With the Herbarium in place after 1961, however, a handful of Nepalese botanists were inspired to take the task of finding and profiling the floral wealth of the country into their own hands. A target of five years was set, too short a time, however, to get much done. The first book published by Nepalese botanists profiled less than 50 percent of the total known species. Later, with the assistance of botanists from Britain and Japan, they were able to increase the number, up to 3,500, still far short of the 6,500 species of flowering plants recorded in Nepal. After frequent requests, Japan and the UK returned some specimens to Nepal of which they had extra samples, but lack of more samples (specimens) still made it difficult to identify new found species. For awhile Nepalese botanists also sought help from India’s National Herbarium in Calcutta, which was a partial help.
Ultimately, Nepal’s botanists realized that without the assistance of outside
experts from institutions in other countries holding the largest botanical collections from Nepal, their dream of having all the specimens representing the flora of Nepal could not be realized. Since then, Nepalese botanists have collaborated many times, especially with Japanese and British experts, to identify, collect and record the nation’s floral wealth.
Beginning in 1997, for example, under the aegis of the UK government’s ‘Darwin Initiative’, The Natural History Museum (London) and the Botany Department of Tribhuvan University (Kathmandu) collaborated to enhance the capacity for plant biodiversity
inventory and conservation in Nepal. Nepalese botanists were joined by British botanists, both in field investigations and in laboratories. One objective of the project was to record the details of the Nepalese plants in the National Herbarium in a digitized format.
At the end of the project, apart from the digital database, findings from this collaborative work were published in a book entitled An Updated Checklist of Flowering Plants of Nepal. But the database and the book still did not have a complete profile. Nepalese botanists working on the project could find the records of only 5,600 species; another 900 species were still missing. Information about those other known species is believed to be in other countries in the form of collections gathered during various mountaineering expeditions. Many expeditions over the years have included botanists who made small collections to take back to their home institutions. Nepalese botanists say that they must have published information about their collections in journals and books, because many species were new to the world.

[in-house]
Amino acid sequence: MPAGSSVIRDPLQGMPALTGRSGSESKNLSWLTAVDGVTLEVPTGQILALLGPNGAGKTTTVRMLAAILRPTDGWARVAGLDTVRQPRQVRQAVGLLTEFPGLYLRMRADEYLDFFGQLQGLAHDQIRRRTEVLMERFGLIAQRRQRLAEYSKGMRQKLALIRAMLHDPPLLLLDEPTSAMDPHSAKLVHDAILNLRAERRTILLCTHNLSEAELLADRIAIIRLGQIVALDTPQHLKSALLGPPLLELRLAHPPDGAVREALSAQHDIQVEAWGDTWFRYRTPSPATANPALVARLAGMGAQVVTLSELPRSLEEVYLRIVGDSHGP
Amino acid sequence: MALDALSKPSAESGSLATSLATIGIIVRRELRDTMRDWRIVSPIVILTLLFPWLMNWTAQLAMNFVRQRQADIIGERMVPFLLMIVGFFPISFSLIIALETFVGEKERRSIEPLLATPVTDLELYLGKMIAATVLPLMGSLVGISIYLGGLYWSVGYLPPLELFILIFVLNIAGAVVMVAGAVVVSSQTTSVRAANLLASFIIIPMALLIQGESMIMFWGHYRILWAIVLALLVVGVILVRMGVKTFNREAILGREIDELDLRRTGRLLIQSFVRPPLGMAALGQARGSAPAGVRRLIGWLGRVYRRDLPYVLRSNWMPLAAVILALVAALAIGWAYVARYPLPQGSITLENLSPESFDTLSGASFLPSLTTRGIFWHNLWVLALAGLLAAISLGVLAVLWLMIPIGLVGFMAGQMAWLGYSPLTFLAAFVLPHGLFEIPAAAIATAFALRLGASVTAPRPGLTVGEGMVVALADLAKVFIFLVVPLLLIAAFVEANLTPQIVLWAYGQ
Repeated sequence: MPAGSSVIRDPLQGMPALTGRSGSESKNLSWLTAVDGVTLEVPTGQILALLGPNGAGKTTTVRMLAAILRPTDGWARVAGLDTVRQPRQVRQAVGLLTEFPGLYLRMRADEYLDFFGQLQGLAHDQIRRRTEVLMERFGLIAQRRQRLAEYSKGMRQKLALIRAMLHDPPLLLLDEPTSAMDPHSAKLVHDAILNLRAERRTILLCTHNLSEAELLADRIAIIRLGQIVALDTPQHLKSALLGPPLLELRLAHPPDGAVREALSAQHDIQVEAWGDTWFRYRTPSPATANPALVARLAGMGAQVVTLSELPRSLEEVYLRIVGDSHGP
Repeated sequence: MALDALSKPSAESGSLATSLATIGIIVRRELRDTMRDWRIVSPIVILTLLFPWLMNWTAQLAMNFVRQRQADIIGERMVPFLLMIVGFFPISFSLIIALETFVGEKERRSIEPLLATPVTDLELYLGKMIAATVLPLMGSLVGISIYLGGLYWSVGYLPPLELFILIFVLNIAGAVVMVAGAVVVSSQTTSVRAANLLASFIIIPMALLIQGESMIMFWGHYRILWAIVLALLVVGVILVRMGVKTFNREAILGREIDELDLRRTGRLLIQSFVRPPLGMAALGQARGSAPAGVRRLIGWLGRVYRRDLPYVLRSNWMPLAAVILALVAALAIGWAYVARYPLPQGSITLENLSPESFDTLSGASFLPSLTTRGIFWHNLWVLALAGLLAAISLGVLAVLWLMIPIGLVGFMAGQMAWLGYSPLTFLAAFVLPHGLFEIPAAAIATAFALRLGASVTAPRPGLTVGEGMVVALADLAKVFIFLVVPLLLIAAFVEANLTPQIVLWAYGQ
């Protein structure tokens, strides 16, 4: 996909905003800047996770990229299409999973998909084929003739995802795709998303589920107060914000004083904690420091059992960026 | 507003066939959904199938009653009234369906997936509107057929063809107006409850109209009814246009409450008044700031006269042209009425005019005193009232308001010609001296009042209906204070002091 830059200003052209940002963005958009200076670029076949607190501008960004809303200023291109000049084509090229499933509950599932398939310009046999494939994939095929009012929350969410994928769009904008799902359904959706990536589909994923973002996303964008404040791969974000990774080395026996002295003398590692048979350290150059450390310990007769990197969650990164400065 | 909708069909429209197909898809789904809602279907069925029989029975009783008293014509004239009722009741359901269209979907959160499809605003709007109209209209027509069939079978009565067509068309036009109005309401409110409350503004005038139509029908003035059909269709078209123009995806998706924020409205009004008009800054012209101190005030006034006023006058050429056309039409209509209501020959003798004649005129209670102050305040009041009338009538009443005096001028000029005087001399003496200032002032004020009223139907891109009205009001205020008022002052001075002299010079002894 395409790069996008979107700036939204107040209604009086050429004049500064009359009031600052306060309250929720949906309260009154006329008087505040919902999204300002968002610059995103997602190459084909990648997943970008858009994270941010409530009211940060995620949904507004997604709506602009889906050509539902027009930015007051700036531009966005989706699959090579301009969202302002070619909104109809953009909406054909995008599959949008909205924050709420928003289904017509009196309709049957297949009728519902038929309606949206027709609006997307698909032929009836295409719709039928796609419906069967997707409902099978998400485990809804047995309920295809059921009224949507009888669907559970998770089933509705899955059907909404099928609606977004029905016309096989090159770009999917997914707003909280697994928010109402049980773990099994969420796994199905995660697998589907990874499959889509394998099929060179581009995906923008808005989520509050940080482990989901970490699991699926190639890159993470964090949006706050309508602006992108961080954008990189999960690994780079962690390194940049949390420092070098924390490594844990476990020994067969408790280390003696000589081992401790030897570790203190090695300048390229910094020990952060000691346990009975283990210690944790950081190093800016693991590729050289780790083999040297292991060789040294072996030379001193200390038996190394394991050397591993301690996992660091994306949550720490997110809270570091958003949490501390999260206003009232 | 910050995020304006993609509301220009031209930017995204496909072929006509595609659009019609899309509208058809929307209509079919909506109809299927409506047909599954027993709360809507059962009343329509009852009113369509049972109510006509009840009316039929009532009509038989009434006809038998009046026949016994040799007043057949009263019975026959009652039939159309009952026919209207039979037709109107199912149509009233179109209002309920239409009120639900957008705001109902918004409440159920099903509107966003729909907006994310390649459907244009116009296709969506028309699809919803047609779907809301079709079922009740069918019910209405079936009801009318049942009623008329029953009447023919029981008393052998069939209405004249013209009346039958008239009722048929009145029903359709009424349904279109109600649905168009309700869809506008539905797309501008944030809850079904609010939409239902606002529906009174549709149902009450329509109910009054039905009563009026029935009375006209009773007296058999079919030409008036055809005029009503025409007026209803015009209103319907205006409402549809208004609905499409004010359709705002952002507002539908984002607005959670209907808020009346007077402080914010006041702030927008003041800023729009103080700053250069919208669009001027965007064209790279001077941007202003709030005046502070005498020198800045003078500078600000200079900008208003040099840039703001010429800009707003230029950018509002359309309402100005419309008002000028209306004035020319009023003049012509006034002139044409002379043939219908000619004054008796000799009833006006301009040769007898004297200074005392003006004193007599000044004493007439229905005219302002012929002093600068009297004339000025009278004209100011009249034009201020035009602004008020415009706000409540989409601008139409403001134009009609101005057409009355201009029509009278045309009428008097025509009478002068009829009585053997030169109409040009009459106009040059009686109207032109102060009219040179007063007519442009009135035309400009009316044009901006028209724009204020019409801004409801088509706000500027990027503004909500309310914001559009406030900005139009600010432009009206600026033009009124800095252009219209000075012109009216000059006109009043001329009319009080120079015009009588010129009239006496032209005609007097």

Work continues to improve the record of the flora of Nepal. Six institutions from three countries: Tokyo University, the Royal Botanical Garden (Edinburgh), the Natural History
Museum (London), the Nepal Academy of Science and Technology, the Department of Plant Resources, and Tribhuwan University’s Botany Department have recently pledged to work together to publish a comprehensive Flora of Nepal, including a record of all flowering species found in the country.
Once the book is complete it will be easier for Herbarium scientists to gather specimens of the remaining plants, and Nepalese botanists can determine the taxonomy of new found plants from their offices and laboratories right here, in Godavari.
We appreciate Dr.Sushim Ranjan Baral, Chief, National Herbarium and Plant Laboratories, for his cooperation in helping us with this article.